I don’t think there is a direct cause and effect that when housing prices go down interest rates have to go up, it could happen. But no one can predict where interest rates will go. If the country continues down the road to recession the BoC can try and use interest rate cuts to bring it back.

I don’t know the Durham region, but if the area is seeing price reductions because prices are hitting an affordability limit of people’s income (like Vancouver) then an interest rate hike will just increase downward pressure on prices.

I’ve heard you should plan to buy only if you will live there for 5 or more years. I would do a rent vs. buy comparison and see which puts you further ahead.

If you really value owning instead of renting, you are comfortable with the current prices & interest rates then go a head and buy.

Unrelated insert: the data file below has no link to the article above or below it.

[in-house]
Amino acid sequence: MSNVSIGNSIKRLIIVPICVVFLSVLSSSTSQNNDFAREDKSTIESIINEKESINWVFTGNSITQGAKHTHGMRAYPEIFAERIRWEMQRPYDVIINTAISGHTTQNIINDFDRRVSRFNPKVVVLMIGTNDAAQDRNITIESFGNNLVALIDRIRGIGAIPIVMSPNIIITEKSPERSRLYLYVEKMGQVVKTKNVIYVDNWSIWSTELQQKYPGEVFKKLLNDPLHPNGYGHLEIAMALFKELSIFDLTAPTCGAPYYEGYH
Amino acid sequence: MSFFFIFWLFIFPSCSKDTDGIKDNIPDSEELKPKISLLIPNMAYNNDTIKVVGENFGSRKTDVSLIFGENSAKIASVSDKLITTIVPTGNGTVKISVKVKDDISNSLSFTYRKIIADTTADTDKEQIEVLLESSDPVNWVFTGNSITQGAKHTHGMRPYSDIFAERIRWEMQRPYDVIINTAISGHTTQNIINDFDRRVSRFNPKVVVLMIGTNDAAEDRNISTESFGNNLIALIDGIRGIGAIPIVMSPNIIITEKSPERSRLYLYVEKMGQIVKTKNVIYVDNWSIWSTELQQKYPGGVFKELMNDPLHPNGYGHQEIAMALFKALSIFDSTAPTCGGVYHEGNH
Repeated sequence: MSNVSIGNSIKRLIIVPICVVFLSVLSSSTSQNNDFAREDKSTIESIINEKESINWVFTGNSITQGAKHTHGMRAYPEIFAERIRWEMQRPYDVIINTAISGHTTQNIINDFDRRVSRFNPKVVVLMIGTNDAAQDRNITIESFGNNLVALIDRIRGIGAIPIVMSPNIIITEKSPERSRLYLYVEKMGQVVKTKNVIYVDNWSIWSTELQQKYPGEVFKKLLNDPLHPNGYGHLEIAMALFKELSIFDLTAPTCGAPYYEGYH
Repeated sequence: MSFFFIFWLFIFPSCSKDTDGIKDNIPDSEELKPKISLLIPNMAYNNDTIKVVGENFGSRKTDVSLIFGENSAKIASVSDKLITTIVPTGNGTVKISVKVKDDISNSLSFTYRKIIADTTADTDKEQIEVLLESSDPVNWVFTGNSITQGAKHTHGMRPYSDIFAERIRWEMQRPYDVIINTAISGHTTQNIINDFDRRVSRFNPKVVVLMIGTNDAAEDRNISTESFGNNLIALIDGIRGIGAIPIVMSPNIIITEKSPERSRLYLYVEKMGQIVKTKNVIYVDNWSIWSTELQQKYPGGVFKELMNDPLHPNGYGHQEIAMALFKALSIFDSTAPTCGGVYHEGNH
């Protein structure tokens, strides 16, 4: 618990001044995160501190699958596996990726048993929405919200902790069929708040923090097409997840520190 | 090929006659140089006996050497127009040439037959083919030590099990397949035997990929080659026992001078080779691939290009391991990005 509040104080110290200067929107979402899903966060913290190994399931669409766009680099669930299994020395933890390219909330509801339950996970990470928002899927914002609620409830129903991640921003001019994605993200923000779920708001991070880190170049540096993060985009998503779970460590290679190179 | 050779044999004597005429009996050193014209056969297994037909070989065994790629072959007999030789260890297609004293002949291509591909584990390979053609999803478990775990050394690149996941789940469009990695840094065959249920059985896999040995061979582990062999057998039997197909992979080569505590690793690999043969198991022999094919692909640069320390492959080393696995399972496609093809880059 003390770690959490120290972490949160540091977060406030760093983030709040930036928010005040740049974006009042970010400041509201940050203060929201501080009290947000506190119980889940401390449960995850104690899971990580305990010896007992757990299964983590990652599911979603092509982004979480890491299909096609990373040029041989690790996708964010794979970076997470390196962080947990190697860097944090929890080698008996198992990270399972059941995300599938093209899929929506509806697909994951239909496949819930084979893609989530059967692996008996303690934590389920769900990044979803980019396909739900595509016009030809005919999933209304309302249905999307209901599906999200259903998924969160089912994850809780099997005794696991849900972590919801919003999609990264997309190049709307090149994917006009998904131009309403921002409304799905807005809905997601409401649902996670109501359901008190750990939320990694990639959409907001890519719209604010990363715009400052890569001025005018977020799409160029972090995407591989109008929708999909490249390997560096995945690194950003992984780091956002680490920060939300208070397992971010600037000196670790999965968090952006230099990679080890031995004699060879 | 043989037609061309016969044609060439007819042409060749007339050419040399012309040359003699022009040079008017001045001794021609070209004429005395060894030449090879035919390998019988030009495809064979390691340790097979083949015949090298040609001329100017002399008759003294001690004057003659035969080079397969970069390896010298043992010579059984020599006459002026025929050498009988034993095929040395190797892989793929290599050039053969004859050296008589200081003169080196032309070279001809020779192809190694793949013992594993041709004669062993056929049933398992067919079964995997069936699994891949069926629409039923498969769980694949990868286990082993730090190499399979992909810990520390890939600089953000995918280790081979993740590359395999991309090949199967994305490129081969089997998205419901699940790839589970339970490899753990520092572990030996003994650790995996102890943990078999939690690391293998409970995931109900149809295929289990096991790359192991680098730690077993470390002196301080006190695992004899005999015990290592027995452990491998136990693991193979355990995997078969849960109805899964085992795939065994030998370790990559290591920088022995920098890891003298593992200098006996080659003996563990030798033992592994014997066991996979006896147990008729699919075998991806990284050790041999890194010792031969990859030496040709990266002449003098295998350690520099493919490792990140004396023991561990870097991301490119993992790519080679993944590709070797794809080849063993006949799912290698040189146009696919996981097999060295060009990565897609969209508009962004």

Just don’t over extend yourself and don’t buy out of fear.

20 nobleea

I think there is a cause and effect relationship between interest rates and house prices. But you have it mixed up. All else being equal, as interest rates go up, home prices will go down. This comes down to affordability. Increasing interest rates will increase the monthly payment that a new buyer will pay. Unless there is decent wage inflation to match the interest rate increase, then the house selling price will have to drop to keep affordability the same.

That is assuming a rational, well priced housing market of course.

21 Jordan Clark

Oh and I forgot to add, have a real down payment saved of at least 20% and try not to go over a 25 year amortization.

22 Mr. Cheap

Nobleea: That’s my understanding too.